- How much and in what way did Bitef shape you up as contemporary dramaturge and author?
OLGA: Most definitely more than anything else in Serbian theatre. I have been following Bitef since the beginning of my studies.
MAJA: Bitef Festival has influenced my work since the beginning, probably more than anything else. Not only the festival but the theatre too. I have been following the festival since I can remember, and I think that it made a crucial influence on my work. I had an opportunity to participate in Bitef very early, with the Walking Theory performance Psychosis and Death of the Author, and I remember that that was the first time I felt I belonged somewhere. Just like some contemporary plays that have made an impact on my writing, so has Bitef influenced my poetics as an author.
- Can you remember when you started cooperating with Bitef Theatre and Bitef Festival?
MAJA: First time I worked at the festival as a volunteer was at my sophomore year, and after that I worked as a manager of guest troupes for years. That was a perfect way to see the performances and meet some artists that you learned about. I remember meeting Bob Wilson and watching the rehearsals of Woyzeck. Those are some unbelievable theatre experiences that I remember. From the magnificent feeling of watching that performance, to being in the position to see the other side of the coin and his way of running rehearsals, that I didn’t quite like. That was when I wondered why it should be necessary to base “great” art on (actor’s) fear, and (director’s) dominance, where the director is usually male. My first work in Bitef Theatre was also during my studies, when I worked as the dramaturge at the performance Belgrade Super Now by MONTAЖ$TROJ, and I think that I new right then that it would be my home away from home, that it would be the place where I would be able to make performances the way that I like.
OLGA: I was still a student - which means broke - and I applied to work over the summer and sort out the archives, footage of the festival performances, in return for the festival pass. That was my first cooperation.
- How different is the approach to work when you are only dramaturges from when you do auteur projects?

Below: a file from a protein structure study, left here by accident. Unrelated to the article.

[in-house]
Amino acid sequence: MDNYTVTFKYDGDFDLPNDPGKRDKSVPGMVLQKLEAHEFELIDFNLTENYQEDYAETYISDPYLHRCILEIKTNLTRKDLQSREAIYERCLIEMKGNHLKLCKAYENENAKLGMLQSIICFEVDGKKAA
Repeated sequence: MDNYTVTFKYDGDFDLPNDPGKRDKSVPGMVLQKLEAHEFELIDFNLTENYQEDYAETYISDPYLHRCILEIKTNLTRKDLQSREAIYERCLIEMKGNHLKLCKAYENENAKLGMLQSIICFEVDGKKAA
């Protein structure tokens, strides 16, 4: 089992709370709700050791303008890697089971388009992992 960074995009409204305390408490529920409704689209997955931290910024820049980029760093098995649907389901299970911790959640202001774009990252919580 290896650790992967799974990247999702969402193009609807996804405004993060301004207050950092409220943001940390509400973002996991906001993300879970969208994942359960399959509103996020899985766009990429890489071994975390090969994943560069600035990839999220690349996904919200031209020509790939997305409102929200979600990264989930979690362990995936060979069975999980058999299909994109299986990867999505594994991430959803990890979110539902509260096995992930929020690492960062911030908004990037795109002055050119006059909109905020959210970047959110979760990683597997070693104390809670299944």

OLGA: My general feeling is like this: working on your own text is an individual, lonesome, long process which allow meandering, procrastination, and shaping your space and world with a different feeling of time flow. Auteur projects are a collective thing, they can exist without any responsibility towards the others, they are more focused, faster, more playful in a way. Both ways of work are charming in a way, and perfectly complement each other.
MAJA: I haven’t been working as a dramaturge on other people’s performances for a very long time. Somehow, it happened simultaneously that they stopped inviting me and I stopped finding myself in it. It may have happened because I turned to directing and auteur projects at some point, so dramaturgy felt a bit too narrow. On the other hand, working on text and auteur projects is radically different because, as Olga said, when you work on a text, you’re totally on your own, while when you work on an auteur project, text remains in symbiosis with other authors within the process. Both are very exciting, it’s just that the latter might feel less isolated.
- Your plays have often been performed in institutional theatres, but you also work a lot for the independent scene. Has your artistic practice linked to independent scene changed your approach to work in institutional theatre? Where do you reveal yourself more, where do you have more fun, where do you feel freer? How do you find a critical balance between working in institutions and your activism in theatre? Or are they inseparable?
OLGA: Those two types of work are complementary, because after working for independent scene, you can see the problems of institutions more clearly and vice versa. Therefore, since I have experienced both, I cannot romanticize artistic work anymore. Independent scene means insecurity, small fees, lack of space, and bureaucracy of constantly searching for fundings and explaining how you used it. Institution is somewhat rigid towards what you want to do and how you want to do it and has hierarchies that are stronger and more clearly organized. I think that our work, which is far from classical mainstream of Serbian theatre, will always fall into some liminal space between independent scene and institutions. And after all these years, maybe we are used to being somewhere in between.